Functionalisation of polystyrene, PS, and ethylene-co-propylene-co-cyclopentadiene terpolymer, EPDM, with acrylic acid, AA, in a melt reactive processing procedure, in the presence of peroxide, trigonox 101, and coagents, Divinyl benzene, DVB (for PS), and trimethylolpropane triacrylate, TRIS (for EPDM), were successfully carried out. The level of grafting of the AA, as determined by infrared analysis, was significantly enhanced by the coagents. The grafting reaction of AA takes place simultaneously with homopolymerisation of the monomers, melt degradation and crosslinking reactions of the polymers. The extent of these competing reactions were inferred from measurements of melt flow index and insoluble gel content. Through a judicious use of both the peroxide and the coagent, particularly TRIS, unwanted side reactions were minimized. Five different processing methods were investigated for both functionalisation experiments; the direct addition of the pre-mixed polymer with peroxide and reactive modifiers was found to give optimum condition for grafting. The functionalised PS, F-PS, and EPDM, F-EPD, and maleinised polypropylene carrying a potential antioxidant, N-(4-anilinophenyl maleimide), F-PP were melt blended in binary mixtures of F-PS/F-EPD and F-PP/F-EPD in the presence (or absence) of organic diamines which act as an interlinking agent, e.g, Ethylene Diamine, EDA, and Hexamethylene Diamine, HEMDA. The presence of an interlinking agent, particularly HEMDA shows significant enhancement in the mechanical properties of the blend, suggesting that the copolymer formed has acted as compatibiliser to the otherwise incompatible polymer pairs. The functionalised and amidised blends, F and A-PSIEPDM (SPOI) and F and A-PPIEPDM (SPD2) were subsequently used as compatibiliser concentrates in the corresponding PSIEPDM and PPIEPDM blends containing various weight propotion of the homopolymers. The SPD1 caused general decreased in tensile strength, albeit increased in drop impact strength particularly in blend containing high PS content (80%). The SPD2 was particularly effective in enhancing impact strength in blends containing low weight ratio of PP (<70%). The SPD2 was also a good thermal antioxidant albeit less effective than commercial antioxidant. In all blends the evidence of compatibility was examined by scanning electron microscopy.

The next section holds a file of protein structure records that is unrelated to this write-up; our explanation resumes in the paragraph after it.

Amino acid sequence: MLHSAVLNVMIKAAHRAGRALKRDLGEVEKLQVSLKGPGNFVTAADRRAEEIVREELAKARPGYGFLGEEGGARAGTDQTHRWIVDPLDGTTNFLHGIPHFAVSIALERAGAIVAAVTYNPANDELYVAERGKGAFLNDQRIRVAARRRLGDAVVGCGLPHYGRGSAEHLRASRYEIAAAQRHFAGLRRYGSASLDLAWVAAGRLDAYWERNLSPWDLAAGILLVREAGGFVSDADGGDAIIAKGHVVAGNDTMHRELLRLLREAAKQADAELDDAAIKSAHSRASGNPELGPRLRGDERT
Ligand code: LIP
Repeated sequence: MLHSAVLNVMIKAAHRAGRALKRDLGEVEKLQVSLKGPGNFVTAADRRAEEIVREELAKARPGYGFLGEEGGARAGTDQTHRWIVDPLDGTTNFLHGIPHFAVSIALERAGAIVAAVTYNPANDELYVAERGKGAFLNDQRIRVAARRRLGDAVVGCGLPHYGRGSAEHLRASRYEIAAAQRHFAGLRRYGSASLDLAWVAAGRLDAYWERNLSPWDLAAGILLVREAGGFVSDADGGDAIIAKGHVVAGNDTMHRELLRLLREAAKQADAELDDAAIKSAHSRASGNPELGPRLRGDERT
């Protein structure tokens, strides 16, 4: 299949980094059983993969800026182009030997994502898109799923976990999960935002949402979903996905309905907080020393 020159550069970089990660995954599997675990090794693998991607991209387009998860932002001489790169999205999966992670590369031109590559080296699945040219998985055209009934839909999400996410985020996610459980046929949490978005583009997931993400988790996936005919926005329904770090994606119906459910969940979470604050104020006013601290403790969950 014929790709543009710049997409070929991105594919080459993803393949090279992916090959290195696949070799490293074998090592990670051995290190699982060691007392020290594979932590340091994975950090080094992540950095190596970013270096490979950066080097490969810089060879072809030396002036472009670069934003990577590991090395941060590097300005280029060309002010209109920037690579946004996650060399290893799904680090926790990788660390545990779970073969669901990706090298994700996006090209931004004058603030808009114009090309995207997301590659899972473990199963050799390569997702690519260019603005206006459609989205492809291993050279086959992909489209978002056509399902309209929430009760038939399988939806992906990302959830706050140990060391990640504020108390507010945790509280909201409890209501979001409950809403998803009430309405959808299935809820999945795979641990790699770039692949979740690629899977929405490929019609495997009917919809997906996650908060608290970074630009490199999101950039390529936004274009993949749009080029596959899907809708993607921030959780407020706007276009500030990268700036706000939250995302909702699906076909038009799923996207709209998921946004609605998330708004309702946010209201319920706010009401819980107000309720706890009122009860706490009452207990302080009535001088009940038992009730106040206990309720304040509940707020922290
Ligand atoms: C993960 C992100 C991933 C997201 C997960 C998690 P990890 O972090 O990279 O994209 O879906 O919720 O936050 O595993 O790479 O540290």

|Date of Award||1994|
|Supervisor||Sahar Al-Malaika (Supervisor)|
- heterogeneous polymer blends
- reactive processing